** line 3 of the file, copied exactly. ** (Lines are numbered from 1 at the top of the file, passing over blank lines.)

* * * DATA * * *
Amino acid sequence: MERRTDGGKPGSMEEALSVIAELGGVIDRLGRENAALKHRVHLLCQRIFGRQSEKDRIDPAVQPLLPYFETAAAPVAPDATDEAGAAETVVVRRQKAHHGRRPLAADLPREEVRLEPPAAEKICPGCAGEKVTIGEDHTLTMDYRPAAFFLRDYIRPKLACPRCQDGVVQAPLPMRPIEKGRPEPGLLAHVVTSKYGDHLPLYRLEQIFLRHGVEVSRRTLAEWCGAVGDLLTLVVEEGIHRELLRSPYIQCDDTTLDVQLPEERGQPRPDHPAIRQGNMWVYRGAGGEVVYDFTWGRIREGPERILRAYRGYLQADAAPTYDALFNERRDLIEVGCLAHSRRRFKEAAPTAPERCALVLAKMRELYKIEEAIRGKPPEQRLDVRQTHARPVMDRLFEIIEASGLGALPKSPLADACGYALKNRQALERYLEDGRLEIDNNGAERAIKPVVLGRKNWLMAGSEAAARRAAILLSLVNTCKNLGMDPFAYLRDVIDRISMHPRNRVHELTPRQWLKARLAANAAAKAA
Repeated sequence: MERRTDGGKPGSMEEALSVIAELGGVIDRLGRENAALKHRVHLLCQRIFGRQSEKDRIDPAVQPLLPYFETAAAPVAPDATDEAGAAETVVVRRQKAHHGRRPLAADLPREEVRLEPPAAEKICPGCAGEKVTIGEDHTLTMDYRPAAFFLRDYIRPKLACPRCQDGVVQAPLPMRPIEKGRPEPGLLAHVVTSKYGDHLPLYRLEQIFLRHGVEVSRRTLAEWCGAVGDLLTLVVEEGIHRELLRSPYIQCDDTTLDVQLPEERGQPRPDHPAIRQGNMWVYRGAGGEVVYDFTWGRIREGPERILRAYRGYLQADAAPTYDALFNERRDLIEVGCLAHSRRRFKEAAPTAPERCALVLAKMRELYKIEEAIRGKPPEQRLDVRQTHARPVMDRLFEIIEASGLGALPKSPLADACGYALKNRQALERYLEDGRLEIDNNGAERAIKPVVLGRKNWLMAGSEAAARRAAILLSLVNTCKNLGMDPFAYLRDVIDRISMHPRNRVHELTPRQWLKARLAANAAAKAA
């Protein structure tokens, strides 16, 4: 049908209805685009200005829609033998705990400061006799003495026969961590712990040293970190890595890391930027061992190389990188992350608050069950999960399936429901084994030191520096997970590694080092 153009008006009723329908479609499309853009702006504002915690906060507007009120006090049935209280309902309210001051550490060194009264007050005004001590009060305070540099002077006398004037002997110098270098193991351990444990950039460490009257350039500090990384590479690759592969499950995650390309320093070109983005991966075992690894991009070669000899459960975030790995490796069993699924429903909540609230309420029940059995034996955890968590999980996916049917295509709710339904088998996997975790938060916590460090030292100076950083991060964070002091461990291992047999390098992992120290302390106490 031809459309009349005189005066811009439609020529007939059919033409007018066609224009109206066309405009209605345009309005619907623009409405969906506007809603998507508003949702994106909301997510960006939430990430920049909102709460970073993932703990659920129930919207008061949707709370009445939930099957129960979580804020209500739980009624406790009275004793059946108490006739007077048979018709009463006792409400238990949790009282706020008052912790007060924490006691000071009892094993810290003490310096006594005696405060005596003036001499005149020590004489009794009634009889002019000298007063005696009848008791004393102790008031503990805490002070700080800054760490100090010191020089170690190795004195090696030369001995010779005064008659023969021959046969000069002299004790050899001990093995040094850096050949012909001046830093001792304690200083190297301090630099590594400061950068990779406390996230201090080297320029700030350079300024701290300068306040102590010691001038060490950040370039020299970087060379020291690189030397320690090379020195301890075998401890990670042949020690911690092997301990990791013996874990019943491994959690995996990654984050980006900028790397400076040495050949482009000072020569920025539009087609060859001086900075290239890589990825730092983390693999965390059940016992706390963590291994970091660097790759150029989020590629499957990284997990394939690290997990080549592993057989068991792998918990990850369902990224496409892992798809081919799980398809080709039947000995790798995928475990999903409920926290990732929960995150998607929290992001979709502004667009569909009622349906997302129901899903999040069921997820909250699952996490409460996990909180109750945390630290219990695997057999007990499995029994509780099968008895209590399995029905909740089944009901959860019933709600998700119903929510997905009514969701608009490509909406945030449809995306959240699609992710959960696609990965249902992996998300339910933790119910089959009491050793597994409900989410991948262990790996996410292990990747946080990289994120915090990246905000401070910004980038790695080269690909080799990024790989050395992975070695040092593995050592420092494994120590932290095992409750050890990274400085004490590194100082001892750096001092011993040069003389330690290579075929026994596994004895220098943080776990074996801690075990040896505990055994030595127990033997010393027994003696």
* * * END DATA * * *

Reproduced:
């Protein structure tokens, strides 16, 4: 049908209805685009200005829609033998705990400061006799003495026969961590712990040293970190890595890391930027061992190389990188992350608050069950999960399936429901084994030191520096997970590694080092 153009008006009723329908479609499309853009702006504002915690906060507007009120006090049935209280309902309210001051550490060194009264007050005004001590009060305070540099002077006398004037002997110098270098193991351990444990950039460490009257350039500090990384590479690759592969499950995650390309320093070109983005991966075992690894991009070669000899459960975030790995490796069993699924429903909540609230309420029940059995034996955890968590999980996916049917295509709710339904088998996997975790938060916590460090030292100076950083991060964070002091461990291992047999390098992992120290302390106490 031809459309009349005189005066811009439609020529007939059919033409007018066609224009109206066309405009209605345009309005619907623009409405969906506007809603998507508003949702994106909301997510960006939430990430920049909102709460970073993932703990659920129930919207008061949707709370009445939930099957129960979580804020209500739980009624406790009275004793059946108490006739007077048979018709009463006792409400238990949790009282706020008052912790007060924490006691000071009892094993810290003490310096006594005696405060005596003036001499005149020590004489009794009634009889002019000298007063005696009848008791004393102790008031503990805490002070700080800054760490100090010191020089170690190795004195090696030369001995010779005064008659023969021959046969000069002299004790050899001990093995040094850096050949012909001046830093001792304690200083190297301090630099590594400061950068990779406390996230201090080297320029700030350079300024701290300068306040102590010691001038060490950040370039020299970087060379020291690189030397320690090379020195301890075998401890990670042949020690911690092997301990990791013996874990019943491994959690995996990654984050980006900028790397400076040495050949482009000072020569920025539009087609060859001086900075290239890589990825730092983390693999965390059940016992706390963590291994970091660097790759150029989020590629499957990284997990394939690290997990080549592993057989068991792998918990990850369902990224496409892992798809081919799980398809080709039947000995790798995928475990999903409920926290990732929960995150998607929290992001979709502004667009569909009622349906997302129901899903999040069921997820909250699952996490409460996990909180109750945390630290219990695997057999007990499995029994509780099968008895209590399995029905909740089944009901959860019933709600998700119903929510997905009514969701608009490509909406945030449809995306959240699609992710959960696609990965249902992996998300339910933790119910089959009491050793597994409900989410991948262990790996996410292990990747946080990289994120915090990246905000401070910004980038790695080269690909080799990024790989050395992975070695040092593995050592420092494994120590932290095992409750050890990274400085004490590194100082001892750096001092011993040069003389330690290579075929026994596994004895220098943080776990074996801690075990040896505990055994030595127990033997010393027994003696």